.... Within the caste system of Greek mythology there were hundreds, perhaps thousands, of so-called ‘gods’. But at the top of their caste system, Zeus, Aries and Hermes stood above the rest. In the logic of Greek thinking, they governed together in a triumvirate, ruling over the other gods and goddesses and also over the fate of man.
.... The same, basic concept was common in pagan religions throughout the world. The Egyptians, for instance, worshiped Horace, Isis and Osiris, who likewise formed a triumvirate over the other gods and goddesses, and who ruled over the affairs of man.

.... Or perhaps, in some societies, the Sun, the Moon and the planet Venus, the brightest of the heavenly bodies, would appear as a governing triumvirate. Whether it was the Egyptians, the Greeks, the Babylonians, the Romans, Europeans, Indians, or Southeast Asians – no matter who or where it was, it was fairly common to envision a ruling triumvirate of three ‘super gods’ who were several notches higher than the others, who ruled the other gods and goddesses and who also ruled over the fate of mankind.

.... Now the Bible recognizes that this sort of Gentile thinking was out there in the world, and God has something to say about it. Colossians 2:8 tells us that it is the tradition of men, according to the basic principle of this world, and not according to Christ. So the Bible recognizes that such thoughts are out there, and tells us they are wrong. It’s not according to Christ; it does not portray Him in truth.

.... As you will see, the opponents of the Doctrine of the Trinity are very familiar with the historical concept we’ve just described. And in misapplying it, they’re going to say something like this:

.... "See? The Doctrine of the Trinity – that the Father, Son and Holy Ghost rule together as one – that concept has it’s roots in paganism. That doctrine is something that some backslidden church from the second century adopted because they didn’t want to offend the superstitions of the ignorant people."
.... Okay – you’ll see – when you run across an opponent of the Trinity, they are bound to bring this up and they’re going to make the point that I just said they’d make about it.

Valid Clues in the Ancient Dilemma

.... But now comes something about the Doctrine of the Trinity that is really beautiful. It is wonderfully good at stealing thunder from its doctrinal opponents! With a little further examination, we’ll see that there were actually three very good Scriptural reasons why the Gentiles would reach the conclusions they did, even though some serious misunderstandings had also been intermingled.

.... First, in John 1:9, the Bible teaches us that Jesus Christ is the true light who enlightens every man who comes into this world. From the day that you were born, God built a knowledge of Jesus Christ deeply within you; and in Colossians 2:9 we find that "in Him dwells all the fullness of the Godhead bodily."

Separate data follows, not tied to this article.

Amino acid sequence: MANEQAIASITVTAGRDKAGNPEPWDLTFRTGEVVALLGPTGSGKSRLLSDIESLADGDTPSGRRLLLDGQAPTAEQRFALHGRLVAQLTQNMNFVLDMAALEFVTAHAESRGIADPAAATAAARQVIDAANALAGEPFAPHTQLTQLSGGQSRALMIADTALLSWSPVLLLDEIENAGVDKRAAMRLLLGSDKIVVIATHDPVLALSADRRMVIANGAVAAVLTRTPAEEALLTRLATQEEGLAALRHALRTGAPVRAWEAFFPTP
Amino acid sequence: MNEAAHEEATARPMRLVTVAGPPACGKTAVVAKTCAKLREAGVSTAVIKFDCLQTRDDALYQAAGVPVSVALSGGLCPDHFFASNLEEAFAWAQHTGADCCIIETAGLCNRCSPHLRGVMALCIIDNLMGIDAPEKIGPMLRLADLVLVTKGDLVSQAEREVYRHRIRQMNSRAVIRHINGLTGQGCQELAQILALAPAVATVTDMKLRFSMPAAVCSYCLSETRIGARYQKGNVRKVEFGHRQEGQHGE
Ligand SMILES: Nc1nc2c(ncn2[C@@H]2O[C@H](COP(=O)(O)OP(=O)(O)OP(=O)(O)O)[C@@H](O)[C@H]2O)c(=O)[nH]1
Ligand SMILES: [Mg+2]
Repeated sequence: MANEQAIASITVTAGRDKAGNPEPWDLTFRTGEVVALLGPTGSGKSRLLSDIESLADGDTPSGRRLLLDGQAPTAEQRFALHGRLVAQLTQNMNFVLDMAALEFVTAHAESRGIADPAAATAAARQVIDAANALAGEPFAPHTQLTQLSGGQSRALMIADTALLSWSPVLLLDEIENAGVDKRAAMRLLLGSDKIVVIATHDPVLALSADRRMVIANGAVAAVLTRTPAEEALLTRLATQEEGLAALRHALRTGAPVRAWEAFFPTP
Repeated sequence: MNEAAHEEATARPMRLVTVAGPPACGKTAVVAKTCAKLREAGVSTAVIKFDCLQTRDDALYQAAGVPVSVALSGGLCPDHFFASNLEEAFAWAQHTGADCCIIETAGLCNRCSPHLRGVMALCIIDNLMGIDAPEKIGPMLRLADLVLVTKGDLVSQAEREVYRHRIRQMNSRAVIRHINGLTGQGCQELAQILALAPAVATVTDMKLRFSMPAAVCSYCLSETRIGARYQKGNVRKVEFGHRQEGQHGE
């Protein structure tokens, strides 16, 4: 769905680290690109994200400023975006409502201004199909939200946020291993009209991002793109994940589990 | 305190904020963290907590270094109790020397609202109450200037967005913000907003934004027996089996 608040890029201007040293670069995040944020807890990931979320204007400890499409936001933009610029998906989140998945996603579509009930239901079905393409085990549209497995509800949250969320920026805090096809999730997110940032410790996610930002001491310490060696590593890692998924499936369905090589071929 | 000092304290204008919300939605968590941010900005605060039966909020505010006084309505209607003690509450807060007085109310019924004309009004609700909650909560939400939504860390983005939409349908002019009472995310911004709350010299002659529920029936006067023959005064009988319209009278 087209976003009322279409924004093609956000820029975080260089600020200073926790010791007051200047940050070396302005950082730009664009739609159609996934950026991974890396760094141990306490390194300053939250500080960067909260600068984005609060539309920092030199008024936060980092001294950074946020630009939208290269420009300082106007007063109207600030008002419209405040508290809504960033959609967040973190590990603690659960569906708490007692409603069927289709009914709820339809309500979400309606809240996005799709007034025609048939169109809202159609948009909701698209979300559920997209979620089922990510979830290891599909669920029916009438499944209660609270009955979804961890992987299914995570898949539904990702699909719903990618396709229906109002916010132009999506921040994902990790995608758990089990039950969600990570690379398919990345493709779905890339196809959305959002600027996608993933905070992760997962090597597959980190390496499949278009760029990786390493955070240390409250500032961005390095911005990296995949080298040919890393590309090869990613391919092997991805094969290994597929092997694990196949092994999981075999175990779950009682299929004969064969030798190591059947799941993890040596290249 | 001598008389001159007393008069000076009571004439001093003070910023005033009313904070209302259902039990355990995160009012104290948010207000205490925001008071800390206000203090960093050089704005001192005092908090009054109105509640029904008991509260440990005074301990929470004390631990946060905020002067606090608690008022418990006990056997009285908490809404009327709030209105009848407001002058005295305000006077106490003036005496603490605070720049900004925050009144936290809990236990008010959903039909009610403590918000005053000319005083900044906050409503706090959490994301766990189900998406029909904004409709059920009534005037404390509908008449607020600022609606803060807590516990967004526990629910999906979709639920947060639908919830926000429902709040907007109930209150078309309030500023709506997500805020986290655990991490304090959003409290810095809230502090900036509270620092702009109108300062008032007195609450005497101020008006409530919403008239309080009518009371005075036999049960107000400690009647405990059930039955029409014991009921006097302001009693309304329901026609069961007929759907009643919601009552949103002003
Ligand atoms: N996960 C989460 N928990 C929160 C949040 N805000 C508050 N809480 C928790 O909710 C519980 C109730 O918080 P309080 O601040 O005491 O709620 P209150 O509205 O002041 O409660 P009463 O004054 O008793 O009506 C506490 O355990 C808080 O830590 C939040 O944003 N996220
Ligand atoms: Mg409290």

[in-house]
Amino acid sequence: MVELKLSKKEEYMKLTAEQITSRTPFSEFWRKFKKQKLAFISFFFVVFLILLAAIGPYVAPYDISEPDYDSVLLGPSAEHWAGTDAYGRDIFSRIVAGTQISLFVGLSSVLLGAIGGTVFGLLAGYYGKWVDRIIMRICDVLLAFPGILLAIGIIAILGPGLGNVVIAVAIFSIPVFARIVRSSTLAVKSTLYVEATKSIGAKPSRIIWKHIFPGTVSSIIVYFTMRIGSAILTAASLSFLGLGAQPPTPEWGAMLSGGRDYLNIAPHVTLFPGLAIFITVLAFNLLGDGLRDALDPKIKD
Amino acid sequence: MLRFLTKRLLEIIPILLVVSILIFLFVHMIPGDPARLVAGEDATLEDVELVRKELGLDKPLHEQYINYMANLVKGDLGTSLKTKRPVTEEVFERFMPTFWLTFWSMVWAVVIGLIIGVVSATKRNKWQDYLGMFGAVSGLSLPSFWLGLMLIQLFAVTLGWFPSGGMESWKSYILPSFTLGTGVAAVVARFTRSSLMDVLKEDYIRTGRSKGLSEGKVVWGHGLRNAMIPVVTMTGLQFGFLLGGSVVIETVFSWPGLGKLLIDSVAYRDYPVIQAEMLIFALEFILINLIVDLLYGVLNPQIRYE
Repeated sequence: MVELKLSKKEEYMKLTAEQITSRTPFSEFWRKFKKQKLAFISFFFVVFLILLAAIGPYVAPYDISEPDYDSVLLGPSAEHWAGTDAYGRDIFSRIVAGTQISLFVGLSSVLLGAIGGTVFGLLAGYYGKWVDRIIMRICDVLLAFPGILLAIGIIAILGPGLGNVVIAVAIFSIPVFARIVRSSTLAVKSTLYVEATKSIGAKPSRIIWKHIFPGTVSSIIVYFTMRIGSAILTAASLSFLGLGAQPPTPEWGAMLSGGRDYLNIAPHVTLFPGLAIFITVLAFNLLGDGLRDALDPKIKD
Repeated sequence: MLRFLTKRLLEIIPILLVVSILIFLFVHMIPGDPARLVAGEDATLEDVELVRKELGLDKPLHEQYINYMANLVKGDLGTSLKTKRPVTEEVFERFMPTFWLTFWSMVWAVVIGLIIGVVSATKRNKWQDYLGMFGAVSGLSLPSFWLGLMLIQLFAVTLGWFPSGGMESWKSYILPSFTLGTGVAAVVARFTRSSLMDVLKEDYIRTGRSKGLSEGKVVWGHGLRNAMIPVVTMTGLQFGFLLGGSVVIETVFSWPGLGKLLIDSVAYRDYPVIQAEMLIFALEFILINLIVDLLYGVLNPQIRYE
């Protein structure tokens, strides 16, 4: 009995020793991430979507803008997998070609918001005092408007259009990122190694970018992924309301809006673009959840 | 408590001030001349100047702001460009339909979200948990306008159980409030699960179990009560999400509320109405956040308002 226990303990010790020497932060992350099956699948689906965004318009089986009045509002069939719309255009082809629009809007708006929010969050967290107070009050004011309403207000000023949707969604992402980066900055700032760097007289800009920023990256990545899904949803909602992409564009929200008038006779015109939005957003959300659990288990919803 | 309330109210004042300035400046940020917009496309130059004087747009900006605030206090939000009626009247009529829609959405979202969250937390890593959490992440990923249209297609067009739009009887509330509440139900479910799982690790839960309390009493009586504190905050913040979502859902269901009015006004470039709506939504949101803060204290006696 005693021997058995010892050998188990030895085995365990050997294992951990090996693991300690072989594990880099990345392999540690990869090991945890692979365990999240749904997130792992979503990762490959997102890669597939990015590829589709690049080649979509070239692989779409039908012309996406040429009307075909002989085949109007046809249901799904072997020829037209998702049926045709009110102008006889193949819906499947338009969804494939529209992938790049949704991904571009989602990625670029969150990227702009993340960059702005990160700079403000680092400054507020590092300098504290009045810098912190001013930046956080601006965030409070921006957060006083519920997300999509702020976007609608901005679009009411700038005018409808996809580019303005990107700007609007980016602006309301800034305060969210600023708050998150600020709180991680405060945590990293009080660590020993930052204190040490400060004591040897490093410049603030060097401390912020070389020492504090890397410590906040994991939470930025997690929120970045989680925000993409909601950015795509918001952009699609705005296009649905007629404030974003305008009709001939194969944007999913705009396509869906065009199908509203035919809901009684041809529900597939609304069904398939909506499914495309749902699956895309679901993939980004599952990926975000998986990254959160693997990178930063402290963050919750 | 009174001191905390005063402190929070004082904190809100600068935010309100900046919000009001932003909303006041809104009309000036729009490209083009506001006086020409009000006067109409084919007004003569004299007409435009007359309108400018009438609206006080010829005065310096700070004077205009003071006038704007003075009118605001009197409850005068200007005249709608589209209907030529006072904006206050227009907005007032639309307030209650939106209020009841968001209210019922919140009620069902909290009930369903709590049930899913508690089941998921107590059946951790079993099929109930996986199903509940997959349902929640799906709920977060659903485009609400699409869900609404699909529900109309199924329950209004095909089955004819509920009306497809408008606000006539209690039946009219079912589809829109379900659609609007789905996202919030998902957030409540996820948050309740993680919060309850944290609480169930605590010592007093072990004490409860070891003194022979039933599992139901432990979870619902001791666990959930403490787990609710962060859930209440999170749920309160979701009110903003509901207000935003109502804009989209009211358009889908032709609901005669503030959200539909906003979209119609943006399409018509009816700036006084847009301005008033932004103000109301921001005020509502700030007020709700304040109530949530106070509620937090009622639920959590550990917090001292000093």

.... Now the Godhead is what this discussion is all about; the Godhead is the Biblical word for describing the person of God. In Christ dwells all the fullness of the Godhead bodily, and God has revealed something of Christ within you for the day you were born. Therefore, within every man is some basic, natural understanding of the Godhead. And that’s the first thing I’d like you to consider.

.... Second. Paul tells us, in Romans Chapter 1, about the witness of the creation, and he tells us that the creation can naturally direct us toward God as well. In verse 20 he says: "God’s invisible attributes are clearly seen, being understood by the things that are made, even his eternal power and Godhead, so that they are without excuse."
.... Paul teaches in this chapter that God has revealed something of His own person, His Godhead, through the witness of creation. Now Paul said in verses 18-19 of the same chapter that if you did not catch something about what God was trying to say about Himself through the creation, which would include a basic understanding of the Godhead, Paul would say that you are without excuse; he would accuse you of suppressing the truth in unrighteousness.

.... So before we press on to our third element, let’s consider what we’ve got so far. God is revealing Himself, His Godhead, within every person. That testimony has been in each one of us since the day we were born. God is also revealing something of His Godhead through the witness of creation. That testimony is external, but it matches the witness He has already built inside each one of us. Well, ‘in the mouth of two or three witnesses let every word be established’. You’re really going to be without excuse if you don’t see something about the Godhead through the efforts God has made toward you. If you don’t see something of the Godhead through this, Paul says, you’re suppressing the truth in unrighteousness.

.... Now let’s put this together with one more element. Paul teaches in Acts 17:26-27, that God has destined the Gentiles to seek for Him and to grope for Him in the hope that they might find Him – though He is not very far from each one of us.